I am a fan of science fiction movies (only Hollywood and not Indian fantasy ones).
And there are many that I have already watched several times.
One such movie is World War Z (read more about it here). The movie is about how Brad Pitt tries to protect everyone from a zombie apocalypse.
In one of the scenes, an Israeli agent tries to explain how his country Israel has been able to protect itself from this apocalypse, unlike the rest of the world.
According to him, there is an Israeli council having 10 advisors that look into various issues that the country faces.
Now here is the interesting part.
If 9 out of 10 advisors analyze an issue and come to the same conclusion, it is the duty of the 10th man to disagree and actively look for evidence to the contrary.
In the movie, it was this 10th Man Rule that helped Israel prepare for the zombie attack and build a high wall around the city to keep out the zombies.
I personally found this approach quite practical and useful.
To put it simply, if 9 out of 10 people reach the same conclusion after looking at the same set of information, it is the duty of the 10th person to look for evidence to disprove them.
I don’t know whether such a 10th Man Rule exists in Israel or not. But this rule makes a lot of sense.
The idea of this 10th Man Rule is to avoid unwanted surprises and be prepared for black swan events (low probability events).
Agreed that idea portrayed in the film about zombies is extremely far fetched.
But lets focus on this 10th Man Rule – which I think can help us in our investments too.
Think about it.
We as investors tend to move in herds.
If markets are going up, we believe that they will continue to go up. If they are going down, we think that the fall will never end.
But smart investors act like the 10th Man and question this herd behavior of other people (9 others if we refer to the people in 10-man analogy).
They know that more the market goes up, higher are the risks of a fall. So they act like the 10th man. They question the rationale behind the upmove. And if they find evidence to the contrary (like markets getting overvalued), they take the opposite stand (like short the stocks or sell out and increase their cash levels).
And more often than not, the results are profitable for such contrarian thinkers.
A case in point is the story depicted in another great movie The Big Short, which is based on the book The Big Short: Inside the Doomsday Machine.
Its about a hedge fund manager named Michael Burry – who acts as the ‘10th Man’ and recognizes that the U.S. housing market (in mid-2000s) was driven by an asset bubble inflated by high-risk loans. He shorts the US housing market much before the crash of 2007-08. Eventually, he ends up making billions of dollars with almost 500% returns on his short positions.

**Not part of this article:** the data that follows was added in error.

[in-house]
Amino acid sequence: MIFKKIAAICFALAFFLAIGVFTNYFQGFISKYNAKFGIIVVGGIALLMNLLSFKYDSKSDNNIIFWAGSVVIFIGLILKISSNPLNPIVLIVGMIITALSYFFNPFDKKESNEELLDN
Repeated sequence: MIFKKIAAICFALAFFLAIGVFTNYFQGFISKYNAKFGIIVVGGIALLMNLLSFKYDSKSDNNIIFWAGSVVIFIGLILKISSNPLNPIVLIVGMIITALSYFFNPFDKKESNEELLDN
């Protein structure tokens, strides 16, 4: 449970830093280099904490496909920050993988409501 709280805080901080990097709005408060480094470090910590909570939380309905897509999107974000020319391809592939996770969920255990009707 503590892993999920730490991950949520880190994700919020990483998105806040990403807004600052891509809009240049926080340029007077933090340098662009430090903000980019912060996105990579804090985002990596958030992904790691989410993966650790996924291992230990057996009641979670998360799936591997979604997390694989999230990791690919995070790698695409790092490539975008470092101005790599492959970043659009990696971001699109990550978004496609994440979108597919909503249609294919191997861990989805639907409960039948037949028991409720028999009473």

Coming back to ourselves.
Let us be honest.
We as investors always try to convince ourselves that we know things that are sufficient to evaluate any investment opportunity.
But fact is that most of the times, we over-estimate our abilities and under estimate the things we don’t know.
Result is that we tend to turn a blind eye to potential risks, knowingly or unknowingly. And this leads to losses.
Even if we were to talk about our personal finances, the story remains same.
I see so many people avoiding buying a large life (term) insurance cover.
“I am not going to die today. Why should I waste money on something that gives no returns?”
Then there are still more people who think that buying health insurance is a waste of money.
“I am fit and healthy – How can I end up in a hospital?”
Such ignorance works for most people most of the times. But if doesn’t, the cost is way too big.
How to be the 10th Man?
It is tough no doubt.
We seek patterns. We look for confirmations everywhere. So if we see 9 people agreeing to something, then its really tough to take the opposite stand and be the 10th man.
Problem is…. that we are not a combination of 10 men who can oppose and counter oppose each other. We are simple people. Infact, each one of us is just one person – with one brain. We don’t have 10 brain parts too where one part can take a stand against the rest nine.
So no doubt it is tough to take the opposite stand against what everyone else believes.
But I am not asking you to prove yourself or others wrong.
I am only asking you (and myself too) to seek out viewpoints that oppose what crowd agrees too. Before accepting something as fact or norm, put yourself in the shoes of the 10th man and think. Think hard.
Mark Twain said,
When you find yourself on the side of the majority, you should pause and reflect.
It is not easy. But it is necessary. And it will help us protect us from unwanted surprises. When everybody is thinking outside the box, you should look inside the box.
Think about it.
Thanks for the article.
The problem for the 10th man is when things are looking good and everyone is enjoying the bubbly he will look like a douchebag and will be laughed out of the room (e.g. Bernanke dismissed a guy, in his team probably, suggesting that if home prices head down it will be big trouble, by saying it has never happened country wide, Rajan when he took on Greenspan on low interest rate in some meeting etc.)
Agree with you KPL
It is not easy. 😐
Nice Article Dev …
Loved the article and in a way its timing! Now that everyone in India 10/10 people are convinced that India’s “surgical strike” has achieved what it intended to.
I will contradict myself here and take back to financial markets and say such instances are slowly becoming rare with more n more noise from outside the box thinkers – it has to again swing to a time where all the thinkers move outside the box for the 10th man rule to apply – in a way.
And interesting thoughts…
As you have rightly pointed out, thinking out of the box and contrarian thinking helps. It’s something like the famous Warren Buffet quote – “Be greed when others are fearful and fearful when others are greedy”.